[Foundation-l] What's wrong with CC-BY-SA?

GerardM gerard.meijssen at gmail.com
Sun Dec 2 11:35:04 UTC 2007

Wikipedia allows for the inclusion of text of material licensed under the
GNU Free Documentation License, Version 1.2 or any later version. This means
that there is no restriction to GFDL Version 1.2. Anyone who says anything
different has always erroniously contributed to Wikipedia. From some people
I can believe it to be an error however, I do not believe for a moment that
Gregory Maxwell among others has not been always been aware of this. When
the GFDL is amended by the FSF in such a way that it becomes possible to
re-license to the CC-by-sa, it is very much what the FSF intends for the
GFDL. Given that officials of the FSF have been clear in the past that the
GFDL was never intended for content like Wikipedia I do not appreciate /
understand the crocodile tears that are being shed.

As the GFDL is more restrictive then the CC-by, it is possible to include
CC-by material in an GFDL work and have the whole be available under the
GFDL. In the mean time the CC-by material is still available under the
original license from where it became originally available. This can be
Commons. It is *not *a copyright violation as it is at best can be
considered a licensing violation. Given that the GFDL is more restrictive,
it can be easily argued that the reason why material was provided is still
very much applicable.


On Dec 2, 2007 11:13 AM, Robert Rohde <rarohde at gmail.com> wrote:

> On Dec 2, 2007 12:59 AM, Florence Devouard <Anthere9 at yahoo.com> wrote:
> >  Robert Rohde wrote:
> > > On Dec 1, 2007 3:32 PM, Erik Moeller <erik at wikimedia.org> wrote:
> > >
> > >> On 12/2/07, David Gerard <dgerard at gmail.com> wrote:
> > >>> Greg will of course correct me if I'm wrong - but I suspect the
> > >>> problem is that lots of people want CC-by-sa because it's easier to
> > >>> reuse stuff ... but that GFDL makes it hard to reuse stuff is
> > >>> considered a *feature* by many, e.g. photographers who license work
> as
> > >>> GFDL but also sell it privately. That is: the thing that makes GFDL
> a
> > >>> pain in the backside for a wiki is precisely why they like it, and
> > >>> they want it to stay a pain in the backside for that reason.
> > >> Worst possible reason to like a license, ever. :-)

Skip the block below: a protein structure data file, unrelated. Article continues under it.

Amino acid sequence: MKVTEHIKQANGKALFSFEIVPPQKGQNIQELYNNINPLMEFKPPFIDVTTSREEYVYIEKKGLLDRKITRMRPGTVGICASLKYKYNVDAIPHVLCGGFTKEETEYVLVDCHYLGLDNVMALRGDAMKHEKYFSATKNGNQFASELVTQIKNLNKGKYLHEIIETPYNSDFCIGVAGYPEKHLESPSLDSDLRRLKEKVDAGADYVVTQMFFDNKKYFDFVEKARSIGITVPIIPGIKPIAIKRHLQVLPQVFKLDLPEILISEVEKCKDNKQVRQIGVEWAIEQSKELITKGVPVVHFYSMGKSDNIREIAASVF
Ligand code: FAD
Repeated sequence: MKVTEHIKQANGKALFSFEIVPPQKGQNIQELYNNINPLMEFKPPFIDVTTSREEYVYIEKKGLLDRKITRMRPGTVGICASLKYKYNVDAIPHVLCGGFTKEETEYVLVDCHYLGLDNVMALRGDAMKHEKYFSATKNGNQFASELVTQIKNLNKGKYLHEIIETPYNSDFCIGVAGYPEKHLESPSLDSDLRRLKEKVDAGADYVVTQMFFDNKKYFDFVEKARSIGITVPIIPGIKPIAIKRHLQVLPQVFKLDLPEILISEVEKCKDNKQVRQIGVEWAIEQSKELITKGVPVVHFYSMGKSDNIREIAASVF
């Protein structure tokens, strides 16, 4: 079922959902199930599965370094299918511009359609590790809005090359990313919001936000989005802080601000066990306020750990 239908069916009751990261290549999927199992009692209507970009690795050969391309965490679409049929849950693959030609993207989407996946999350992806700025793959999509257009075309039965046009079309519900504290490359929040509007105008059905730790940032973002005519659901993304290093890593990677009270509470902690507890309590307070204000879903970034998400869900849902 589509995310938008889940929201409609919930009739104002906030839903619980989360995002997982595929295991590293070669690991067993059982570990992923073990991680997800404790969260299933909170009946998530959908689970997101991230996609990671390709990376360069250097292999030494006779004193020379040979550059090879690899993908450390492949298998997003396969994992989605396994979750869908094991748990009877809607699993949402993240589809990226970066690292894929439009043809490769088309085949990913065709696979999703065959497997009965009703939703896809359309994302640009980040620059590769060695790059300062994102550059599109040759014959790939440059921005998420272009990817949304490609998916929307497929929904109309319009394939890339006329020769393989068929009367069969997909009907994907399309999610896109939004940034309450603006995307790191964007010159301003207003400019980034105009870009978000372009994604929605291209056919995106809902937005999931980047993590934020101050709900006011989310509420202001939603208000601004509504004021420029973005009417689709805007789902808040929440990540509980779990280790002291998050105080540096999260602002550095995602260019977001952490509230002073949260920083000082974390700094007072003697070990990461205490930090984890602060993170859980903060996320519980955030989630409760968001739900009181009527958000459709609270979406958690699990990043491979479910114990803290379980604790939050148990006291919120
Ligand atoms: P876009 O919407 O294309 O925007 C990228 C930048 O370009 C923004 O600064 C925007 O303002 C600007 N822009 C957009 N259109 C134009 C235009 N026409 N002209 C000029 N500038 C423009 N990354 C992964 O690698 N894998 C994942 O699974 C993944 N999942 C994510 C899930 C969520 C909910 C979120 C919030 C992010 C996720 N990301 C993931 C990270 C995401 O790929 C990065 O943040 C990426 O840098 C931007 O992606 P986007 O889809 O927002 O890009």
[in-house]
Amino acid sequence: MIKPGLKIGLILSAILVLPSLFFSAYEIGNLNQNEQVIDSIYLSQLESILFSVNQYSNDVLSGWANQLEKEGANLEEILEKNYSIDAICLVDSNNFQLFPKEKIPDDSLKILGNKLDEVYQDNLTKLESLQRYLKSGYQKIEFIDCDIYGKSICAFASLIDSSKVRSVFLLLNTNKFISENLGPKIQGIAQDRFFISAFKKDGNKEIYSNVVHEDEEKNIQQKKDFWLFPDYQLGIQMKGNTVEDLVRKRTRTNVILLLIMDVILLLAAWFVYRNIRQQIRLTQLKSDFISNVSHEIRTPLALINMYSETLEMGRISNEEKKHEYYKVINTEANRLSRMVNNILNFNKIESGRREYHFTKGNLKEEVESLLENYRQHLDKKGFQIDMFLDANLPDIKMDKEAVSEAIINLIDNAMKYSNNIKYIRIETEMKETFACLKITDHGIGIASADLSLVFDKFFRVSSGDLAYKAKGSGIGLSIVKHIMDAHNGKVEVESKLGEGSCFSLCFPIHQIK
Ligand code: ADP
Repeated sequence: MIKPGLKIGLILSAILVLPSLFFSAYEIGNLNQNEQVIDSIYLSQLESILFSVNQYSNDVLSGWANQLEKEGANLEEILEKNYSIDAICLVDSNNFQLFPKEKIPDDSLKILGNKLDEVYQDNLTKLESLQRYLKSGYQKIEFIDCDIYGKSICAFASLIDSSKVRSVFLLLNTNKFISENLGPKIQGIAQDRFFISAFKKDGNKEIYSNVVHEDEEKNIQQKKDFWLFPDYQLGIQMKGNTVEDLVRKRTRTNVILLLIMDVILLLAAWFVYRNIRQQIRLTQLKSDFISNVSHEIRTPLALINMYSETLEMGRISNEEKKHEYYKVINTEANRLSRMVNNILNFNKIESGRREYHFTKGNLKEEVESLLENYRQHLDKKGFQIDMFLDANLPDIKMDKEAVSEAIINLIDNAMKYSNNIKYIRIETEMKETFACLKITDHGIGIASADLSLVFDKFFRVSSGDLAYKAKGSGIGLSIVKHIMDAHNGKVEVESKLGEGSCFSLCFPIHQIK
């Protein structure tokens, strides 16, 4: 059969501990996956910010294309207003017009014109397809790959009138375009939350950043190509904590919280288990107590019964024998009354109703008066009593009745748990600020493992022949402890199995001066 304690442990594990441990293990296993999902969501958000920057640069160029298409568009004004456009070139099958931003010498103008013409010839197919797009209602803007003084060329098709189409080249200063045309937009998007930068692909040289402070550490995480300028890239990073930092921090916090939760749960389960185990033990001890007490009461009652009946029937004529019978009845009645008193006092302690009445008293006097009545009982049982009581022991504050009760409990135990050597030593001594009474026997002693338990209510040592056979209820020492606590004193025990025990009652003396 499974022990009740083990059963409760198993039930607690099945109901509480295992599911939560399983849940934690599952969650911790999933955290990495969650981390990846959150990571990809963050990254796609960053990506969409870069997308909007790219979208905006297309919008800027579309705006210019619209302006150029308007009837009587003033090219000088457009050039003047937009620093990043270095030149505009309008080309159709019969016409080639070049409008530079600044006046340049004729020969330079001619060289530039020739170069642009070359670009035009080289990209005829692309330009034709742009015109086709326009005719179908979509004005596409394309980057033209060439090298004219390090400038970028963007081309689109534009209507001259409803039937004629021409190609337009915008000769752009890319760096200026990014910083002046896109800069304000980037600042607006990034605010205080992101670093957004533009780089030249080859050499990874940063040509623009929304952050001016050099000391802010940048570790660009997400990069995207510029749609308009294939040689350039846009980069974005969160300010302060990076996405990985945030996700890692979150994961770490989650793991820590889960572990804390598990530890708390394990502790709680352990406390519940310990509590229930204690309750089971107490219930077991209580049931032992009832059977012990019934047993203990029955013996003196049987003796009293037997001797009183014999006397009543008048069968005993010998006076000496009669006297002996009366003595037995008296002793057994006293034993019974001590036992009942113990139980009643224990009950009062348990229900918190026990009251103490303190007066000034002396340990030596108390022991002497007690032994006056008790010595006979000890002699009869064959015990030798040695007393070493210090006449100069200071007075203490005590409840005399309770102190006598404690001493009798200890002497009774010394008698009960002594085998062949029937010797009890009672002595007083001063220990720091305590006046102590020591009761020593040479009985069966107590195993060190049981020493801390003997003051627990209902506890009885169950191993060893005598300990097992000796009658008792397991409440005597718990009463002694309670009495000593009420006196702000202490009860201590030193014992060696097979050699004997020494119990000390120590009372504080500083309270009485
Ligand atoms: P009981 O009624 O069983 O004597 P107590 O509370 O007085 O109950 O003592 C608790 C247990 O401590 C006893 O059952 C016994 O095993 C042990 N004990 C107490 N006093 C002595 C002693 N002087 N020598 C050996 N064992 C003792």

> > >>
> > >> Let's make a strong copyleft license that appeals to photographers.
> > >>
> > >>
> > >
> > > In my opinion, that is only possible if the copyleft provisions
> > > unambiguously transfer to text written to accompany the image.
>  Anything
> > > less, is little better than CC-BY.  Most people that use photographs
> do
> > so
> > > for the purposes of illustration rather than for the purposes of
> making
> > > derivative images.  Hence copyleft provisions that apply only
> derivative
> > > images, and not to the text being illustrated, are intrinsically weak
> > and of
> > > little impact.
> > >
> > > -Robert A. Rohde
> >
> > Is not the liberal use of Wikicommons to host images (which can be
> > embedded in dozen of text pages afterwards) a bit inconsistant with this
> > concern anyway ?
> >
> >
> Yes, it is inconsistent, but that reflects a problem with Commons.  There
> is
> nothing wrong with creating a free image repository, but using that
> repository to mix copyleft licensing is potentially problematic since
> these
> versions of "free" are arguably incompatible.
> Wikipedia doesn't allow the inclusion of CC-SA text, but does allow CC-SA
> images under a theory that images and text can be understood as "seperate
> and independent" elements of a collection rather than part of single,
> unified article.  Frankly, I think doing so relies on a strange
> interpretation of the plain language of the licenses.  To put it bluntly,
> I
> think mixing CC-SA images in GFDL Wikipedia articles is already a
> copyright
> violation.
> However, as far as I know, no copyright holder has ever complained about
> this mixing, and in the absence of a real ruling of law there is enough
> ambiguity that one can at least argue the issue.  At a philosophical
> level,
> most people willing to license CC-BY-SA probably won't mind image use in
> Wikipedia, but we really ought to ensure compatibility in law and not just
> compatibility in spirit.
> I assume that addressing the dubious compatibility between the two major
> avenues of copyleft is a central goal associated with the recent
> Foundation
> Resolution and the efforts underlying it.
> -Robert A. Rohde
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